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Trends in Pharmacological Sciences

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https://www.readbyqxmd.com/read/28711156/towards-a-structural-view-of-drug-binding-to-herg-k-channels
#1
REVIEW
Jamie I Vandenberg, Eduardo Perozo, Toby W Allen
The human ether-a-go-go-related gene (hERG) K(+) channel is of great medical and pharmaceutical relevance. Inherited mutations in hERG result in congenital long-QT syndrome which is associated with a markedly increased risk of cardiac arrhythmia and sudden death. hERG K(+) channels are also remarkably susceptible to block by a wide range of drugs, which in turn can cause drug-induced long-QT syndrome and an increased risk of sudden death. The recent determination of the near-atomic resolution structure of the hERG K(+) channel, using single-particle cryo-electron microscopy (cryo-EM), provides tremendous insights into how these channels work...
July 12, 2017: Trends in Pharmacological Sciences
https://www.readbyqxmd.com/read/28709554/lessons-learned-from-two-decades-of-anticancer-drugs
#2
REVIEW
Zhichao Liu, Brian Delavan, Ruth Roberts, Weida Tong
Tremendous efforts have been made to elucidate the basis of cancer biology with the aim of promoting anticancer drug development. Especially over the past 20 years, anticancer drug development has developed from conventional cytotoxic agents to target-based and immune-related therapies. Consequently, more than 200 anticancer drugs are available on the market. However, anticancer drug development still suffers high attrition during the later phases of clinical development and is considered to be a difficult and risky therapeutic category within the drug development arena...
July 11, 2017: Trends in Pharmacological Sciences
https://www.readbyqxmd.com/read/28687272/interstrand-crosslink-repair-as-a-target-for-hdac-inhibition
#3
REVIEW
Teodora Nikolova, Nicole Kiweler, Oliver H Krämer
DNA interstrand crosslinks (ICLs) covalently connect complementary DNA strands. Consequently, DNA replication and transcription are hampered, DNA damage responses (DDR) are initiated, and cell death is triggered. Therefore, drugs inducing ICLs are effective against rapidly growing cancer cells. However, tumors engage a complicated enzymatic machinery to repair and survive ICLs. Several factors, including the post-translational acetylation/deacetylation of lysine residues within proteins, control this network...
July 4, 2017: Trends in Pharmacological Sciences
https://www.readbyqxmd.com/read/28668224/the-future-of-cysteine-cathepsins-in-disease-management
#4
REVIEW
Lovro Kramer, Dušan Turk, Boris Turk
Since the discovery of the key role of cathepsin K in bone resorption, cysteine cathepsins have been investigated by pharmaceutical companies as drug targets. The first clinical results from targeting cathepsins by activity-based probes and substrates are paving the way for the next generation of molecular diagnostic imaging, whereas the majority of antibody-drug conjugates currently in clinical trials depend on activation by cathepsins. Finally, cathepsins have emerged as suitable vehicles for targeted drug delivery...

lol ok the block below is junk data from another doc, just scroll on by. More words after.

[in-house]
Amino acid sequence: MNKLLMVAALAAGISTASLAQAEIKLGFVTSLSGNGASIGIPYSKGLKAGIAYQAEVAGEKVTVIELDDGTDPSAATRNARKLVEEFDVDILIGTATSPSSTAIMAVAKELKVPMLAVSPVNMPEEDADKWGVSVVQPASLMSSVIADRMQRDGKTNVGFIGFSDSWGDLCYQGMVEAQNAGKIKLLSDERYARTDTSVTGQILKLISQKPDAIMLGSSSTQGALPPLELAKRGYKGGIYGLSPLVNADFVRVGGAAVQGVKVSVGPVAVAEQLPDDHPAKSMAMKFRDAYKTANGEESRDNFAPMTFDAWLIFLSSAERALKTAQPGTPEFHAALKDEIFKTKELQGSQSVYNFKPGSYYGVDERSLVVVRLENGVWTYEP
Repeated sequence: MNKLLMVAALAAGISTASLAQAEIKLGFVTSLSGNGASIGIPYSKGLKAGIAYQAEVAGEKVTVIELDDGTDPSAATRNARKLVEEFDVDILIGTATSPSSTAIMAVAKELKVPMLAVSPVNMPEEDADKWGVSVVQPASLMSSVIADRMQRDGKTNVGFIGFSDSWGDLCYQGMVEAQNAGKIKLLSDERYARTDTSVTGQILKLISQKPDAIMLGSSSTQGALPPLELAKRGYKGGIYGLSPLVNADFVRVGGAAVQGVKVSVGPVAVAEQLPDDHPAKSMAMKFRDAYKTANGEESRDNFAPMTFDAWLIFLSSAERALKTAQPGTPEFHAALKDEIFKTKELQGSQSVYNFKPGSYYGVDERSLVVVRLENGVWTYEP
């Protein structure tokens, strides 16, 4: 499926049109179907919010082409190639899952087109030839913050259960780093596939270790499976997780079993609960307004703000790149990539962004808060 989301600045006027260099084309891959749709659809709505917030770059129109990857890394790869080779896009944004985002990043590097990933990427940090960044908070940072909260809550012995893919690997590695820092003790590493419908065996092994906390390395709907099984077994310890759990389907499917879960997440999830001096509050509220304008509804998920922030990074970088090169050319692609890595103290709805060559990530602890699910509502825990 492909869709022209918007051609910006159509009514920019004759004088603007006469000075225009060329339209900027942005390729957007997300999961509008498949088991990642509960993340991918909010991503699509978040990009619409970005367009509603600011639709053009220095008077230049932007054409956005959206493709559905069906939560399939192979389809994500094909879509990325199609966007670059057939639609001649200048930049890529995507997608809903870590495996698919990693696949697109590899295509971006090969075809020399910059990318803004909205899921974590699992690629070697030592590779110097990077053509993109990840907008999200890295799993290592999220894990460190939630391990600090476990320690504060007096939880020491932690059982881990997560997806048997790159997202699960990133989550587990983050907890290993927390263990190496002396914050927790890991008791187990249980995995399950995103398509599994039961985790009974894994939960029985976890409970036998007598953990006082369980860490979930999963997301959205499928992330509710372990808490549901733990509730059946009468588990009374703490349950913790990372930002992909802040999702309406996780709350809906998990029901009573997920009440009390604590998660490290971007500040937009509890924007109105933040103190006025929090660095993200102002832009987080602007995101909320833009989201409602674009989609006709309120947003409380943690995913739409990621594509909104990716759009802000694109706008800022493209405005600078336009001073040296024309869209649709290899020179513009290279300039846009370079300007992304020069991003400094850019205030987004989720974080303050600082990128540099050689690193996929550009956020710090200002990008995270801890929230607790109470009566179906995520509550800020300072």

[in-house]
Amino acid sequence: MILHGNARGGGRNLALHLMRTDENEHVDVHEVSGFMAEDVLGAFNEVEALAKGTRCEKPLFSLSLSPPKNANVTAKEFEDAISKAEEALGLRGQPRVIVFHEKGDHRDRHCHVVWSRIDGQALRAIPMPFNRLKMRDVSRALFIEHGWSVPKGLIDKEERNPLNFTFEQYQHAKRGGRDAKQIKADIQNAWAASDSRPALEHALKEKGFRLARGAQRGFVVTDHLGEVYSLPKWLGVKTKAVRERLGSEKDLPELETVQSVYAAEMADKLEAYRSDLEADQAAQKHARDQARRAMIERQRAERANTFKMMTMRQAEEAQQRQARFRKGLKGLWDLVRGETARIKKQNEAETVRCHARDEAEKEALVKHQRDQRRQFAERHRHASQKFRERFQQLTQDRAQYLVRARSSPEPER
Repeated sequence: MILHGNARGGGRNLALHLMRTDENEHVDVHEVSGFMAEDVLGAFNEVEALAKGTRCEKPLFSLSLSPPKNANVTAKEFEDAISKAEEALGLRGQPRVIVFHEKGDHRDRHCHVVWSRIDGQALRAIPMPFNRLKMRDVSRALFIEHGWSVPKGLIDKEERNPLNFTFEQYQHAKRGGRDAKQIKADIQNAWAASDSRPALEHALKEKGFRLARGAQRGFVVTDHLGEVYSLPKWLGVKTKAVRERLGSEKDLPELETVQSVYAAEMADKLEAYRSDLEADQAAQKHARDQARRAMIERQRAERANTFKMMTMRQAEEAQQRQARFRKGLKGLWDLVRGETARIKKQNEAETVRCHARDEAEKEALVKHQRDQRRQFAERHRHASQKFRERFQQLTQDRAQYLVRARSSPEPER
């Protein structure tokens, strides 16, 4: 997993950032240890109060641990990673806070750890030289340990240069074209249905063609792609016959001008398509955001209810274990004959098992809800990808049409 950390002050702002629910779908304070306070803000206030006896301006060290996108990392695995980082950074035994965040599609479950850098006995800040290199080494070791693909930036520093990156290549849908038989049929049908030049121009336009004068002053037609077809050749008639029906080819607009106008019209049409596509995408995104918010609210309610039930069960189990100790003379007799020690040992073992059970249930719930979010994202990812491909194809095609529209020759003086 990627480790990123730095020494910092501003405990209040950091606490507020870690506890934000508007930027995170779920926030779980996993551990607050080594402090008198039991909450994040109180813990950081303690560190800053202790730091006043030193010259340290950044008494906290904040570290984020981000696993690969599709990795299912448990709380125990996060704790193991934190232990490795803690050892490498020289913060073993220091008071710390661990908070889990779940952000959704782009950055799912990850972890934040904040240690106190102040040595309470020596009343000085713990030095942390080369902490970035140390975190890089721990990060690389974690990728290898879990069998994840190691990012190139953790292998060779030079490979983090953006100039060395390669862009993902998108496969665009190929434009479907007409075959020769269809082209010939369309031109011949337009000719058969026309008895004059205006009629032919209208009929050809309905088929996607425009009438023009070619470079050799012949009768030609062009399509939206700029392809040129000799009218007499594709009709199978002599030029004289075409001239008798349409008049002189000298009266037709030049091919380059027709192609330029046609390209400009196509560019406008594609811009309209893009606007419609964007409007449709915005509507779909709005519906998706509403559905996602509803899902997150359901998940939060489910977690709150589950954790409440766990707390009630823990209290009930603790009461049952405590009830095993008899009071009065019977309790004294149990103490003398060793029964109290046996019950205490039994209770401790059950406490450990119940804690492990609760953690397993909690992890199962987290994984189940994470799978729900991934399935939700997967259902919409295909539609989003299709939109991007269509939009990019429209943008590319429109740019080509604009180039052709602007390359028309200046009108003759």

June 28, 2017: Trends in Pharmacological Sciences
https://www.readbyqxmd.com/read/28668223/an-overview-of-novel-adjuvants-designed-for-improving-vaccine-efficacy
#5
REVIEW
Srinivasa Reddy Bonam, Charalambos D Partidos, Sampath Kumar M Halmuthur, Sylviane Muller
Adjuvants incorporated in prophylactic and/or therapeutic vaccine formulations impact vaccine efficacy by enhancing, modulating, and/or prolonging the immune response. In addition, they reduce antigen concentration and the number of immunizations required for protective efficacy, therefore contributing to making vaccines more cost effective. Our better understanding of the molecular mechanisms of immune recognition and protection has led research efforts to develop new adjuvants that are currently at various stages of development or clinical evaluation...
June 28, 2017: Trends in Pharmacological Sciences
https://www.readbyqxmd.com/read/28651847/the-cardiovascular-pharmacology-of-nonsteroidal-anti-inflammatory-drugs
#6
REVIEW
Tilo Grosser, Emanuela Ricciotti, Garret A FitzGerald
The principal molecular mechanisms underlying the cardiovascular (CV) and renal adverse effects of nonsteroidal anti-inflammatory drugs (NSAIDs), such as myocardial infarction and hypertension, are understood in more detail than most side effects of drugs. Less is known, however, about differences in the CV safety profile between chemically distinct NSAIDs and their relative predisposition to complications. In review article, we discuss how heterogeneity in the pharmacokinetics and pharmacodynamics of distinct NSAIDs may be expected to affect their CV risk profile...
June 23, 2017: Trends in Pharmacological Sciences
https://www.readbyqxmd.com/read/28648527/targeting-the-thioredoxin-system-for-cancer-therapy
#7
REVIEW
Junmin Zhang, Xinming Li, Xiao Han, Ruijuan Liu, Jianguo Fang
Thioredoxin (Trx) and thioredoxin reductase (TrxR) are essential components of the Trx system which plays pivotal roles in regulating multiple cellular redox signaling pathways. In recent years TrxR/Trx have been increasingly recognized as an important modulator of tumor development, and hence targeting TrxR/Trx is a promising strategy for cancer treatment. In this review we first discuss the structural details of TrxR, the functions of the Trx system, and the rational of targeting TrxR/Trx for cancer treatment...